19.11.2021 - 20.11.2021 Società Italiana per lo Studio della Storia Contemporanea - SISSCO with the support of the Association for the Study of Modern Italy - ASMI

This seminar aims to shed light on the possible interconnections between Italy and the post-colonial world in terms of political and economic relationships, mobility processes and cultural relations. We seek contributions dealing with political negotiations, themes, and processes concerning the implementation of aid and development cooperation programs, migratory flows of people with different expertise to and from recently independent countries and the establishment of Italian schools abroad.

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Rev. by Elizabeth Cross, Georgetown University

Although he eventually became an enthusiastic imperialist, Otto von Bismarck understood one of the core strategic problems of empire: its chronic unprofitability. In 1868 he wrote: “The advantages which people expect from colonies for the commerce and industry of the mother country are mainly founded on illusions, for the expenditure very often exceeds the gain” (p.

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By Jacqueline Nießer

There is a strange use of the word region in the countries of the former Yugoslavia as an interview with the author Predrag Lucić illustrates:
Lucić: Actually, how do you call the territory of the former Yugoslavia today?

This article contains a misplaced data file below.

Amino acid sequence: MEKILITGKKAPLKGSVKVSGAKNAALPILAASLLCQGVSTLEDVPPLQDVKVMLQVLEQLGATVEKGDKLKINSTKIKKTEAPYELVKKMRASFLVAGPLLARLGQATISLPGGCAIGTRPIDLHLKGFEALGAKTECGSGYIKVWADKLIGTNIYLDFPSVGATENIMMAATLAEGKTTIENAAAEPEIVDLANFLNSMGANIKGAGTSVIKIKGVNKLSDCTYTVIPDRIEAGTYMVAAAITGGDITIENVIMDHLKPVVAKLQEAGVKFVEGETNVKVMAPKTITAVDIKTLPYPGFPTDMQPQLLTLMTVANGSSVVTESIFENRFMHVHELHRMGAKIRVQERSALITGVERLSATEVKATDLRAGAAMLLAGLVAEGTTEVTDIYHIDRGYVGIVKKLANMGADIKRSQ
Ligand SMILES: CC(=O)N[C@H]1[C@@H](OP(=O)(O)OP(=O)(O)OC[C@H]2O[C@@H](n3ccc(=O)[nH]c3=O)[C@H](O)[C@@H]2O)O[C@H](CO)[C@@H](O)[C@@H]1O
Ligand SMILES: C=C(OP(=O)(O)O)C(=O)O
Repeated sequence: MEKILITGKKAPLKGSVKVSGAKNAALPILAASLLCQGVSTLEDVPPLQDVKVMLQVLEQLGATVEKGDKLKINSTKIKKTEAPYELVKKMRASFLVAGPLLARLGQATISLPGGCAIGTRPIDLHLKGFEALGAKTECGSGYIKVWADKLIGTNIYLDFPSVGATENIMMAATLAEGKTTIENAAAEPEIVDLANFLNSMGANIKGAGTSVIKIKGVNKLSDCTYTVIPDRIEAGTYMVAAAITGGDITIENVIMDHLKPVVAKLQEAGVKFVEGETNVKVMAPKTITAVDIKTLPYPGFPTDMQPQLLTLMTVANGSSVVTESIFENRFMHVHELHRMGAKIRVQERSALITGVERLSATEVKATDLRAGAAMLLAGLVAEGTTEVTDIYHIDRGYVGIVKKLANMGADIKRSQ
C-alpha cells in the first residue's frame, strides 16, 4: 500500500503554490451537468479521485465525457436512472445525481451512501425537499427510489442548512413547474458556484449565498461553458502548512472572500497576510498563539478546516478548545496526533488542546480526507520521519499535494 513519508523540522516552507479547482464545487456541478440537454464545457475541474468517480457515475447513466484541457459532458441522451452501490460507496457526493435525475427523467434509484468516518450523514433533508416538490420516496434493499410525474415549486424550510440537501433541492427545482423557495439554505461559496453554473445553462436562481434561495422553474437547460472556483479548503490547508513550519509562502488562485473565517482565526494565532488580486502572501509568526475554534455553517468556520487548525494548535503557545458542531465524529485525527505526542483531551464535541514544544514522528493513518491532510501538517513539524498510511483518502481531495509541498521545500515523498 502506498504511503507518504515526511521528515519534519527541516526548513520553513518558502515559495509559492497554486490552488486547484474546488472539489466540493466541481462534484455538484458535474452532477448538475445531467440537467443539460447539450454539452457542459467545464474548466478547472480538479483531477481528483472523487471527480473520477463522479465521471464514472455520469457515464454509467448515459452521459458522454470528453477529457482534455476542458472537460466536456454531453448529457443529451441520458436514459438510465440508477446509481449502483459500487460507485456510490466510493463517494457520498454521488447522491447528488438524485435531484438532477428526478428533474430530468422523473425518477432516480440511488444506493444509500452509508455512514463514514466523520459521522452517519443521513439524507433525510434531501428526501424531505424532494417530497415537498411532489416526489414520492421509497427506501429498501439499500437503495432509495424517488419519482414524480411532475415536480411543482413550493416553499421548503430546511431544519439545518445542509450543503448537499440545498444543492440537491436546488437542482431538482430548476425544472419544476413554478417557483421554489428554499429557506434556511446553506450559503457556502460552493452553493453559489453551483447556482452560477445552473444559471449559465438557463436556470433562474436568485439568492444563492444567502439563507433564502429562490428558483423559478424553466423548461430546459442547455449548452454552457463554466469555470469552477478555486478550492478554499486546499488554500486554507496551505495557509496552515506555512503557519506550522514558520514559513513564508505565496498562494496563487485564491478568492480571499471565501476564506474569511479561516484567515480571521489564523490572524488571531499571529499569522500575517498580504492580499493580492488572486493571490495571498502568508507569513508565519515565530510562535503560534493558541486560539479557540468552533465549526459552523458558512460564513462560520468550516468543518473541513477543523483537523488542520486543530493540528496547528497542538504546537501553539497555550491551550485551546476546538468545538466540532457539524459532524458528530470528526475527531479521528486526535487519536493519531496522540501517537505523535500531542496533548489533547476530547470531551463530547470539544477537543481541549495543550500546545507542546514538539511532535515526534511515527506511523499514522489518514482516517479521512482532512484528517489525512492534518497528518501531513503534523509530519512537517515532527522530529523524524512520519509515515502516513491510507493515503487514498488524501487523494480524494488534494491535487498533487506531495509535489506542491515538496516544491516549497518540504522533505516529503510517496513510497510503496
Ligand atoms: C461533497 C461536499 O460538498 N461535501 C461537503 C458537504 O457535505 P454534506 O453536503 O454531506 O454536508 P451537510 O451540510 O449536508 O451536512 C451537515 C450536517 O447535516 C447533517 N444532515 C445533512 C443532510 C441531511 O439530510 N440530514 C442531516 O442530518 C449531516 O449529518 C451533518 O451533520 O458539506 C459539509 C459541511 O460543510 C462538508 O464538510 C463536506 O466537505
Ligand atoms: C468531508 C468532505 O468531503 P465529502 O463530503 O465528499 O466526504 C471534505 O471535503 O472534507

Journalist: Region, of course.
Lucić: Mhm, in Yugoslavia it was clear what a region is: Istria, Kvarner, Sanjak, and Dalmatia […] Today, we are not all together a state anymore; we are the region [emphasis added]![1]
What seems to be so self-evident for the people in the countries on the territory of the former Yugoslavia might cause uneasiness within area studies.

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Conference Reports
07.10.2020 - 09.10.2020 Bettina Brockmeyer (Hamburg/Erlangen); Rebekka Habermas (Göttingen); Ulrike Lindner (Cologne); Auswärtiges Amt; Gerda Henkel Foundation
By Tristan Oestermann, Institut für Geschichtswissenschaft, Heinrich-Heine-Universität Düsseldorf / Ana Carolina Schveitzer, Institut für Asien- und Afrikawissenschaften, Humboldt-Universität zu Berlin

The murder of George Floyd not only sparked demonstrations in the United States and Europe but also fanned the flames of an already ongoing debate about colonialism. Therefore, the conference, which was postponed and then digitized due to Covid-19, had very good timing.[1] It aimed at, as Bettina Brockmeyer put it, bringing together research, arts, and civil society in analyzing colonial memory in Germany as well as in the rest of Europe and, importantly, the Global South.

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, Südosteuropa-Gesellschaft & Fritz und Helga-Exner Stiftung